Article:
Next we headed to Lower Yosemite Falls. There is no parking available at the base of the falls. A visitor in a wheelchair can be dropped off by car at the trailhead, or as we were informed by the Ranger at The Visitor Center, you can find Accessible parking spot at The Yosemite Valley Lodge. A paved trail just over a mile in length opens up to a magnificent viewing area. Along the loop trail, there are seating areas, maps and exhibits that have tactile features. The eastern part of the trail is Accessible to wheelchairs, the western trail (0.5 mi) is mostly accessible. I say mostly because I faced some challenges walking the trail with my gear, with the steep grade leading to the viewing area sloping 13.8%. Disabled people, wheelchair users, people with mobility issues may need assistance.

Denise Vasquez Photography ©2024


Next we made our way to one of my favorite places to do photography in the park…Valley View! Did you know that Valley View inspired Ansel Adams to become a photographer? I can see why! This spectacular view is, in my opinion, the best in the park! The view features El Capitan, Sentinel Rock, Cathedral Rocks, Bridalveil Fall, the Merced River, and if you’re lucky you might even catch a glimpse of a rainbow in the waterfall! Check out my Tiktok video at Bridaveil fall to find out when is the best time to see a rainbow https://www.tiktok.com/@denisevasquezphotography/video/7389294092259298602?is_from_webapp=1&sender_device=pc&web_id=7381176150784509470

There are a couple of designated Accessible Parking Spots. The lot fills up quite often, so be patient. The view is worth the wait!

Denise Vasquez Photography ©2024


We decided to end the day at Glacier Point, so we drove up to the park’s southeastern high peaks. From the parking lot, there is a short paved wheelchair accessible trail that takes you to a point 3,214 feet above Yosemite Valley’s Curry Village.


For sunset, we decided to head back to the most iconic view in the park, Tunnel View! We stood in awe as the Valley, El Capitan, Half Dome, Sentinel Rock, Cathedral Rocks, and Bridalveil Fall became blanketed in the colors of sun setting on the day! There are designated Accessible parking spaces at this location, but no restrooms!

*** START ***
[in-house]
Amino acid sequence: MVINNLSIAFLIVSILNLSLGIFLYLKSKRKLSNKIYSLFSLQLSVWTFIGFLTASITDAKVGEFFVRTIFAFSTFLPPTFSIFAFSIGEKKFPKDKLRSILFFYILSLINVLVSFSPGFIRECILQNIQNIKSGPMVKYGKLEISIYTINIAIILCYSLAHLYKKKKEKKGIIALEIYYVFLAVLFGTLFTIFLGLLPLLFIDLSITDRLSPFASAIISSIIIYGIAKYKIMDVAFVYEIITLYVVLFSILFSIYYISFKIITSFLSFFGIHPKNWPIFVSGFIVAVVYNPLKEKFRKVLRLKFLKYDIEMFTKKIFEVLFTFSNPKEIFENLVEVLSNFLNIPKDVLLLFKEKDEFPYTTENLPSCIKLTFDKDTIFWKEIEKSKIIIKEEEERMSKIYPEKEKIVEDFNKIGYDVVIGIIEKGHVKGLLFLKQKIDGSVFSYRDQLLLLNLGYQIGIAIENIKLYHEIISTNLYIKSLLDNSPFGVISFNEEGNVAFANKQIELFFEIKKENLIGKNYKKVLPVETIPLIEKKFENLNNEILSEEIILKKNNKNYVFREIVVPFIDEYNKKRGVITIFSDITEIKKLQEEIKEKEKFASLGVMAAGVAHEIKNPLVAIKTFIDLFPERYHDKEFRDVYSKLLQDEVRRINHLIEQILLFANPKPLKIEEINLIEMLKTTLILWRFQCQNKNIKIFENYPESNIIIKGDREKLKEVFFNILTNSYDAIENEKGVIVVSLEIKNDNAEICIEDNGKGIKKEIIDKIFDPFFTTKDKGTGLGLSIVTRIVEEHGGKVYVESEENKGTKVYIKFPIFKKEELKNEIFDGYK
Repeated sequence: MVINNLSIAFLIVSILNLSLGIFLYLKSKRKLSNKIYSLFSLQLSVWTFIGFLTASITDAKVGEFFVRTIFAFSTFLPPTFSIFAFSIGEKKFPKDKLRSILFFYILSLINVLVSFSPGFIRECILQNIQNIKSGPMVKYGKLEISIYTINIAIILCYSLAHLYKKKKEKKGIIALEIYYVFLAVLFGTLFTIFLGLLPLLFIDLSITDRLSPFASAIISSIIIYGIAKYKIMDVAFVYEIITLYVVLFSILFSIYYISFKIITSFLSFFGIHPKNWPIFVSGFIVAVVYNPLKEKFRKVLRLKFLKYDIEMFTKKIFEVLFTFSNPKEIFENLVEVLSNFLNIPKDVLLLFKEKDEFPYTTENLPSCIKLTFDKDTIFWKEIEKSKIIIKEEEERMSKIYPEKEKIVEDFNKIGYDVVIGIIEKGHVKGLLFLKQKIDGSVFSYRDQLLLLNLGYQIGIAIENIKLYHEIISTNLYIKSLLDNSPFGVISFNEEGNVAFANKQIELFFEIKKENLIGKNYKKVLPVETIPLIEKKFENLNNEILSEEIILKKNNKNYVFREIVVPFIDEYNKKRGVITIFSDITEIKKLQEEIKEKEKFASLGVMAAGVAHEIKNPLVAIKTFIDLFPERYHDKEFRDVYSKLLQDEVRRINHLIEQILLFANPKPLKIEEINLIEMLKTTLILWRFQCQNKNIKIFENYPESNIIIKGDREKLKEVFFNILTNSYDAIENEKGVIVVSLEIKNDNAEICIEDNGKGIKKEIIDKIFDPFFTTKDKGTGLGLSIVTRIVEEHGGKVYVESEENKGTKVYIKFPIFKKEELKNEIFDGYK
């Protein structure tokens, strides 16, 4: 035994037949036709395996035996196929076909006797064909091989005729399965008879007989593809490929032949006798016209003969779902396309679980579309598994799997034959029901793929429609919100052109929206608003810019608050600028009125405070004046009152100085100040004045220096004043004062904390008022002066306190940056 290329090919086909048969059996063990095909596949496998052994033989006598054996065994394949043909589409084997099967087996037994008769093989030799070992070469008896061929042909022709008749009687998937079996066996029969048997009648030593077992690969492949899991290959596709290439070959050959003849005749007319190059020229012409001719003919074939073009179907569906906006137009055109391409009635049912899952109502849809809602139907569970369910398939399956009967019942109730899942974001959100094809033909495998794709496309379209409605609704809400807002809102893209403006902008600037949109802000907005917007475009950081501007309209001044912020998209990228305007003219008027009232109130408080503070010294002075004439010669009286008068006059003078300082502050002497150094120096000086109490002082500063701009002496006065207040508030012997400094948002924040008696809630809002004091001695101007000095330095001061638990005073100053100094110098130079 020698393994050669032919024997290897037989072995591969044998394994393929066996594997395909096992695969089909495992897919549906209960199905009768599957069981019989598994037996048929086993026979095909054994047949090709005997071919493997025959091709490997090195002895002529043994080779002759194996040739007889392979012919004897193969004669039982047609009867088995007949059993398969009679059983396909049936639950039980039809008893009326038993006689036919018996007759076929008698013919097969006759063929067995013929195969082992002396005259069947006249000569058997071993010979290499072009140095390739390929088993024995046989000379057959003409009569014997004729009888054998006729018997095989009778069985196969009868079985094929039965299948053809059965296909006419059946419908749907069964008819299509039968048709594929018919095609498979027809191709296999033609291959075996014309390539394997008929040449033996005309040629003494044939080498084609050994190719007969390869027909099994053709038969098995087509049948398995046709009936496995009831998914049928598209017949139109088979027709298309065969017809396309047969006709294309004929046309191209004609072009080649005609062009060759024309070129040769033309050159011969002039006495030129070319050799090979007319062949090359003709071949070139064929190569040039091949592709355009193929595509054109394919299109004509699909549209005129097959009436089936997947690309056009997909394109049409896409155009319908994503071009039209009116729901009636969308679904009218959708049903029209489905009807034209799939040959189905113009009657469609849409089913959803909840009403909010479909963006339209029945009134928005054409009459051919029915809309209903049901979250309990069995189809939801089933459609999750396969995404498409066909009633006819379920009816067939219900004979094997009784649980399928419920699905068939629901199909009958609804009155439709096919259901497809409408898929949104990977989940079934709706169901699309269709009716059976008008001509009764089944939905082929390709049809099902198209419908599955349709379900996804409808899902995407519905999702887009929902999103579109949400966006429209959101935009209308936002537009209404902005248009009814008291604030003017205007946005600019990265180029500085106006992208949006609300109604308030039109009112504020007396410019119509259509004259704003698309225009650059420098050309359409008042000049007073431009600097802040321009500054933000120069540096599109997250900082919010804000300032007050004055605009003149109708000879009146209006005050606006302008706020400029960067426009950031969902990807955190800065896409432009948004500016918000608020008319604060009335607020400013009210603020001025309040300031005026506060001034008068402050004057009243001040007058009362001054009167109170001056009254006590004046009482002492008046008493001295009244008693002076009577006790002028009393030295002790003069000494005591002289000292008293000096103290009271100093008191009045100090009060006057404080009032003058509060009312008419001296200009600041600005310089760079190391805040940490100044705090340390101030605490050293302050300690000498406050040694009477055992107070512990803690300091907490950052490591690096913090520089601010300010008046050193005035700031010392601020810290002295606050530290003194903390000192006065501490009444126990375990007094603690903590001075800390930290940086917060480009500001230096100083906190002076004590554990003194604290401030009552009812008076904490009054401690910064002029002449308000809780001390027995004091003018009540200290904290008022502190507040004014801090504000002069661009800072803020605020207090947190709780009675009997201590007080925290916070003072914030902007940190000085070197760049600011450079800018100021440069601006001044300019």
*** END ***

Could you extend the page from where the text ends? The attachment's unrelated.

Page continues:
Denise Vasquez Photography ©2024


I hope sharing my personal experience has been helpful! To learn more about Accessibility in Yosemite National Park, visit their website or contact the Accessibility Coordinator


Watch Yosemite Tik Tok video here:


I started my project over six years ago while I was in a wheelchair, using rolling walker and from time to time I’m still using my walking sticks, because personally I’ve discovered while visiting the parks, that many places that are rated accessible or “Easy”, are usually not for me!


Big shout out and thank you to my man Randy Martinez, I couldn't do my project without your love, support and assistance on every level! It takes teamwork to make a dream work, and together we are making a difference!


I’ve discovered over the years that sharing updated information not only helps me, other disabled or elderly people with limited mobility like me, it helps bring awareness to people working at the parks and on the trails.


How do I know, because many people at the parks have reached out to me over the years, have continued to consult me over the years, and have thanked me for what I’ve been doing over the years!


It takes a lot of time, money and energy for me to keep this project going, I have put my heART, soul and everything I have into it, and knowing that what I’ve been doing has been making a difference inspires me to keep it going.


✅ If you would like to support my project, by making a contribution, Pay what you can! Donations are accepted in any amount because any contribution is never too small! Donations help support my time, research, planning, travels, gas, accommodations, scouting, photography, equipment, memory cards, hard drives, content created & info shared in Captioned YouTube videos, blogs, instagram posts, tiktoks & so much more.